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Story Archives: 1837 Mississippi River race of the Ben Sherrod/Prairie ends in 150 deaths
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|1837 Mississippi River race of the Ben Sherrod/Prairie ends in 150 deaths|
Few steamboat tragedies during the 19th century received as much attention from the nation as the disaster about 42 miles south of Natchez near Black Hawk Point.
Around 1 a.m. on the morning of Monday, May 8, 1837, the Ben Sherrod, a 400-ton steamer that ran a passenger/freight route between its home base in St. Louis and New Orleans, caught fire and sank, resulting in the loss of 150 lives.
What so outraged the public was the fact that the Ben Sherrod was racing another boat, the Prairie, while a drunk crew overfed the boilers with fuel sparking a horrendous fire. There were also allegations the captain failed to alert his sleeping passengers when the fire was first discovered, and he unaccountably didn't immediately steer the boat to shore.
A passenger aboard one of the rescue boats recalled for The New Orleans True American that the "screams of the men, women and children pierced the air for miles round" while "the bright light" cast over the Mississippi by the flaming vessel illuminated a horrible scene. "Poor wretches," said the witness, "clung convulsively to the burning sides of the boat" and "struck the deepest anguish into the hearts of the spectators."
A few days after the tragedy a committee of 12 was formed in Natchez, held a hearing, took statements and suggested legislation to regulate steamboat travel. In the meantime, newspapers across the country wrote about the disaster, bringing to light the dangers of boiler explosions and fires on steamboats.
In early May 1837, the steamers Ben Sherrod and Prairie departed New Orleans at about the same time in route to St. Louis. That the two were racing was without question. Passengers on both steamers were well aware of it almost from the beginning. The lead had changed two or three times when the Prairie opened a lead of about two miles in the general vicinity of Black Hawk Point, which was on the Louisiana bank and about 12 miles north of Fort Adams on the Mississippi bank.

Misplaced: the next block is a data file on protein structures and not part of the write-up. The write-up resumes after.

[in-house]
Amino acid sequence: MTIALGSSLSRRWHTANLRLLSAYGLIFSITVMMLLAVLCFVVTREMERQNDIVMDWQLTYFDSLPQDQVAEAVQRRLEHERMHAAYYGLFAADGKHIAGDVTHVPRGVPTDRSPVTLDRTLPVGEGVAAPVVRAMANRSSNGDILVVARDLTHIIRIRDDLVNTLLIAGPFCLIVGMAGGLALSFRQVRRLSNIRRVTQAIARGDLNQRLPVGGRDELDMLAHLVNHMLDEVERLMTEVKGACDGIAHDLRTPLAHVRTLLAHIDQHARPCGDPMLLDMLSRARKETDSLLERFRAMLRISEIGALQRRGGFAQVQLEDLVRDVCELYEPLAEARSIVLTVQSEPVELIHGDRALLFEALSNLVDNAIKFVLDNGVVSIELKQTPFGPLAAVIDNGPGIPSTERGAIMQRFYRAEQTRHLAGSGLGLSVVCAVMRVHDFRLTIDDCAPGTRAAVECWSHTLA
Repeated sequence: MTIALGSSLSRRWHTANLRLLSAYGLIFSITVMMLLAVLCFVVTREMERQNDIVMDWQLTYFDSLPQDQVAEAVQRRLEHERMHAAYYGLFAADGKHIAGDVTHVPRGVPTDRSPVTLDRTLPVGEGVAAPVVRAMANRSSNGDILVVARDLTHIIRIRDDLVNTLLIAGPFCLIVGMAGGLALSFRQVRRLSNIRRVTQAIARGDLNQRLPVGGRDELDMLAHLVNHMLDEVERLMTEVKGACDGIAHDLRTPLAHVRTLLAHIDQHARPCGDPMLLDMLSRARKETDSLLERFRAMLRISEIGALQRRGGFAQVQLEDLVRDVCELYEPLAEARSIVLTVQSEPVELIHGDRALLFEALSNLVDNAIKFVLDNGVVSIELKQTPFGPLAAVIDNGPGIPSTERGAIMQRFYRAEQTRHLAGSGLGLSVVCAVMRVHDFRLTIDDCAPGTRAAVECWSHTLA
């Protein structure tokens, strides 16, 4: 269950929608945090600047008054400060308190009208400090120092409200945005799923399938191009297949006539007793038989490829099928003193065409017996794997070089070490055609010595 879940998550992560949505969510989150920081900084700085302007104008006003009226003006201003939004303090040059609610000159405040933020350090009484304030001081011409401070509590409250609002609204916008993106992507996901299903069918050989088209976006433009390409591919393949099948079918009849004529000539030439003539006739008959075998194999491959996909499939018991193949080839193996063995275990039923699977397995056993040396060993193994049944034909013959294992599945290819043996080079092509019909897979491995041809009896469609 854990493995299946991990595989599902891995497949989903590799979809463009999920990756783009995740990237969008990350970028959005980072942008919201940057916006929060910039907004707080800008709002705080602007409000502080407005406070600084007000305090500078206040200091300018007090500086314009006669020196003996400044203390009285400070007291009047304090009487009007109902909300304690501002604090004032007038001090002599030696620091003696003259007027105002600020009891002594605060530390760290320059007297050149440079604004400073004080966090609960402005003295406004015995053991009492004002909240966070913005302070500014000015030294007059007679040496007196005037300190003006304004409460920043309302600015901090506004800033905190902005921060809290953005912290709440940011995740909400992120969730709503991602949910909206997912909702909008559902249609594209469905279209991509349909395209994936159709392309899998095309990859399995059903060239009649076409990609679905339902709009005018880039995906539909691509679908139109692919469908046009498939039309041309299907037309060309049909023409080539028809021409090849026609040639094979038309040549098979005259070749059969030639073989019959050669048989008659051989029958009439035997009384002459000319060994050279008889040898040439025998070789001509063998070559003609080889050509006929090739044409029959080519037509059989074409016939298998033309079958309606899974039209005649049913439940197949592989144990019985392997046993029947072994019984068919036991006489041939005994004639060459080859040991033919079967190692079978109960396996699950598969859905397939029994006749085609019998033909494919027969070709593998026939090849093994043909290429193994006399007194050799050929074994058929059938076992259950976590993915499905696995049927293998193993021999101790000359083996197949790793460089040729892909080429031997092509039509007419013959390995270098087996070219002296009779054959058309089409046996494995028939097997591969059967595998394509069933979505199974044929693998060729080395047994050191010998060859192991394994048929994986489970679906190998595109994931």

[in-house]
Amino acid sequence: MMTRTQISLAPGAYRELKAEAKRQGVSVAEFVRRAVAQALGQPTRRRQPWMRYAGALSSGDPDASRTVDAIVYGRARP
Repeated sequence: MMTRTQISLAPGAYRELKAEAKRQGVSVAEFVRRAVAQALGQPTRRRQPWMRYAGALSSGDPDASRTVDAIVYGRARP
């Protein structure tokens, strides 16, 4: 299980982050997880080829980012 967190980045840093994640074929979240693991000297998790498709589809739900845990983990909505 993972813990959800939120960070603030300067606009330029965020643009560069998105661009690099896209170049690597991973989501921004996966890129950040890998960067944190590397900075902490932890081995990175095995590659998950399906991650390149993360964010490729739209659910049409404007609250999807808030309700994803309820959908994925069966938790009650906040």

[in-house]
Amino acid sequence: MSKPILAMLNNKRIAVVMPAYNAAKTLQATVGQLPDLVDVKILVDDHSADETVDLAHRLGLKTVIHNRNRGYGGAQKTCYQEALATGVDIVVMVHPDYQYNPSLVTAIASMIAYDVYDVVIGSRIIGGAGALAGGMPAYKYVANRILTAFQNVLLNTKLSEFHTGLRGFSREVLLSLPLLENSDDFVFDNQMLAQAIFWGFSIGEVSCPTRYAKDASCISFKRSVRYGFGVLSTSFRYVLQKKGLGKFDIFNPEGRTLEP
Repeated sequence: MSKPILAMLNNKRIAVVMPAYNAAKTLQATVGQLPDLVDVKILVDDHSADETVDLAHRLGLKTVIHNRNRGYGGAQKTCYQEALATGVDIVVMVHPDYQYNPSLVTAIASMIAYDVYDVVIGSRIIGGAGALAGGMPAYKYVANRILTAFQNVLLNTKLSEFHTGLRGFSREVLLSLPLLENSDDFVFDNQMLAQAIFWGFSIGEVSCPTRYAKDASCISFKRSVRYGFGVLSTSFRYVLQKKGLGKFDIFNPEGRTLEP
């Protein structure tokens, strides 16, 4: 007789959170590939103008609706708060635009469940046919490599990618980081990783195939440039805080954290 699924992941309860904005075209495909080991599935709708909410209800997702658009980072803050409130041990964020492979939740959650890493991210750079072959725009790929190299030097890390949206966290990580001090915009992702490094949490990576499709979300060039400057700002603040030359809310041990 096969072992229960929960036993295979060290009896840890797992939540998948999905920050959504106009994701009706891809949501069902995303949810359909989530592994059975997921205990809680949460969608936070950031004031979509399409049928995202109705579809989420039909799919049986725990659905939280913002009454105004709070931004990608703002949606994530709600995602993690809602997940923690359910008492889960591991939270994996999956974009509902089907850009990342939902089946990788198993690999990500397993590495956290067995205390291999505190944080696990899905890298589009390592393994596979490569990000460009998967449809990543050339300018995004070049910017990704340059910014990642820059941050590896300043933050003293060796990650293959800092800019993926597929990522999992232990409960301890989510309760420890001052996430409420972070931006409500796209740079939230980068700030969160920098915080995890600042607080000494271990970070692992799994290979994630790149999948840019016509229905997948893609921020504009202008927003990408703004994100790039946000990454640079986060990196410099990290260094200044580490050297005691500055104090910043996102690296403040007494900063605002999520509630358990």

When the horrendous fire broke out on the Ben Sherrod, the crew was drunk, having freely indulged for hours from an open barrel of whiskey placed near the boiler deck. No doubt the captain knew about this, records showed, and the crew knew it was being rewarded for working extra hard to boost the vessel's speed and win the race.
As the crew stoked the furnace with highly flammable pine knots and resin, sparks apparently ignited 60 cords of wood onboard. According to the Natchez committee's report, as the fire spread the captain failed to alert the passengers and steer for shore. When the order was finally given to land the boat, it was too late -- the wheel tiller ropes were burned, effectively negating the pilot's ability to steer the boat, which continued to surge forward against the current at full speed in the middle of the river.
Awakened by the commotion, the smell of smoke and the fire itself, passengers had seconds to escape their quarters and little choice but to jump into the river. Several explosions were heard during the chaos as the fire reached stores of flammable liquid, including barrels of brandy, and a shipment of gunpowder. When the boilers exploded, the vessel began to collapse onto itself.